The signs are beginning to look grim that we’ll avoid a recession if we are not already in one.
Some key real-time indicators of U.S. manufacturing conditions are starting to flag worrying signs of a downturn — a canary of sorts in the macroeconomic coal mine.
Why it matters: When viewed in isolation, monthly business condition surveys conducted by several regional Federal Reserve banks tend to be volatile. But right now, they’re all pointing in the same direction: Many show an outright contraction of factory activity in June.
They raise the possibility of a slump in the manufacturing sector, which accounts for 12% of economic output, and where ups and downs typically coincide with the overall economic cycles.
Driving the news: This morning, the Richmond Fed said that its composite index of manufacturing — in a region that stretches from South Carolina to Maryland — fell to its lowest level since the depths of the pandemic two years ago.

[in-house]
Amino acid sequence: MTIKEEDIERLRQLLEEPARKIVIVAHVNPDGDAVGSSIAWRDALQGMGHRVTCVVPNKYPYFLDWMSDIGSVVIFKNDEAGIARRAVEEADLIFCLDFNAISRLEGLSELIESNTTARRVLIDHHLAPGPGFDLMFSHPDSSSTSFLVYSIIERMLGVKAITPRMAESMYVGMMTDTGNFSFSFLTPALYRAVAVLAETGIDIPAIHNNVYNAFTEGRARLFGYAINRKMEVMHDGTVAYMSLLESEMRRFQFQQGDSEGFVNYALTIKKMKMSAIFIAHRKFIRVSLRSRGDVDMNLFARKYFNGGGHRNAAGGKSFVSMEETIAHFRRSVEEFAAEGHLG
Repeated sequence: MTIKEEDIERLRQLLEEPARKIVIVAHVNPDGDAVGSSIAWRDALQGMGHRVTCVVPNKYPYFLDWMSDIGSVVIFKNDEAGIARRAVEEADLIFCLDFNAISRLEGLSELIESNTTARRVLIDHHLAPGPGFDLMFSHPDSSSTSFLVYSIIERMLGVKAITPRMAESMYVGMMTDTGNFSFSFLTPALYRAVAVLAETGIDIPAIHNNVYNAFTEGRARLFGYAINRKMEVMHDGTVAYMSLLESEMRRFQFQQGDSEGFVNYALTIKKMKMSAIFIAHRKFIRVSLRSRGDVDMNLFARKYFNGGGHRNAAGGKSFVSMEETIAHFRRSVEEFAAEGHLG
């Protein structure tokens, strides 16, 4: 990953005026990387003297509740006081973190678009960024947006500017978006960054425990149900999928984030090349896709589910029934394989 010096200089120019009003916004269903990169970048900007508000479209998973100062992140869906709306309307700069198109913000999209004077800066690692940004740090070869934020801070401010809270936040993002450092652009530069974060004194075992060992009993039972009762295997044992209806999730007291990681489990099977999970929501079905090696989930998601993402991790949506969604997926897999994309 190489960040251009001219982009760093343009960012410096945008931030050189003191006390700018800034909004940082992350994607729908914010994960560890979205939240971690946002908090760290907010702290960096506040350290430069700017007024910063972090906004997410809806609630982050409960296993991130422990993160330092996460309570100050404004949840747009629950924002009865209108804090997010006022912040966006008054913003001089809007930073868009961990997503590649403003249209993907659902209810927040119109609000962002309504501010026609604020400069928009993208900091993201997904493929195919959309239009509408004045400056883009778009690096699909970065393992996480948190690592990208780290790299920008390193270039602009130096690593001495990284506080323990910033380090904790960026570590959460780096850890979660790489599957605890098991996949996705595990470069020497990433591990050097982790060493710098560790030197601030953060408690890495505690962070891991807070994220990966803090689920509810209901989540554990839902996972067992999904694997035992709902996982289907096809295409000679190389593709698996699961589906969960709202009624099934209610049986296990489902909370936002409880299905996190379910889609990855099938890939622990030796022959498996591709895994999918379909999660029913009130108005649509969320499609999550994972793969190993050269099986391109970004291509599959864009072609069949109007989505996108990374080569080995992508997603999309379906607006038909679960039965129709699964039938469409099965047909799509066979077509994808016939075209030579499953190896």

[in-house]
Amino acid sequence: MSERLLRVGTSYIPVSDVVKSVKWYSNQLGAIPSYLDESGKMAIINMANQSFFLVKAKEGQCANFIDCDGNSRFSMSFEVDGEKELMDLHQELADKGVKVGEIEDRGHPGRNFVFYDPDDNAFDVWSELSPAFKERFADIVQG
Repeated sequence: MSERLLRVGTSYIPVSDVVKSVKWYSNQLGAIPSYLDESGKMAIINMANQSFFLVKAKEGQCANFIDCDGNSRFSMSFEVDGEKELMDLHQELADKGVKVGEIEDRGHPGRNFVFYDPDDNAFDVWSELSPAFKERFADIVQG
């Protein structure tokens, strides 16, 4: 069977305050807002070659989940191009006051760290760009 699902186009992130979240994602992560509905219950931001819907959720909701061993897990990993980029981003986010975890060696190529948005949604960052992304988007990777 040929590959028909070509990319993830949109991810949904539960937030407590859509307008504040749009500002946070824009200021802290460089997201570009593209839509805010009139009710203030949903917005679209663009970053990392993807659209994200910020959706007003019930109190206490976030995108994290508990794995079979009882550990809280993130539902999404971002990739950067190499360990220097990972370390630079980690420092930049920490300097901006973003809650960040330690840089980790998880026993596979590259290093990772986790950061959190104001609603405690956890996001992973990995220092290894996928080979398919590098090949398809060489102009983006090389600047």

That followed similarly gloomy June readings in recent days from indices prepared by Fed banks in Kansas City, Missouri; Philadelphia; and Dallas.
What they’re saying: “The numbers confirm our growing fears that the U.S. economy is in the midst of an economic downturn, and particularly on the goods side,” Peter Boockvar, chief investment officer at Bleakley Advisory Group, tells Axios.
What’s going on: Factories have faced a toxic brew of recent issues, including soaring costs and material shortages. But now, a slump in new orders has pushed all but one of the Fed indices into the red, signaling a contraction in the sector.Axios Macro By Neil Irwin and Courtenay Brown · Jun 28, 2022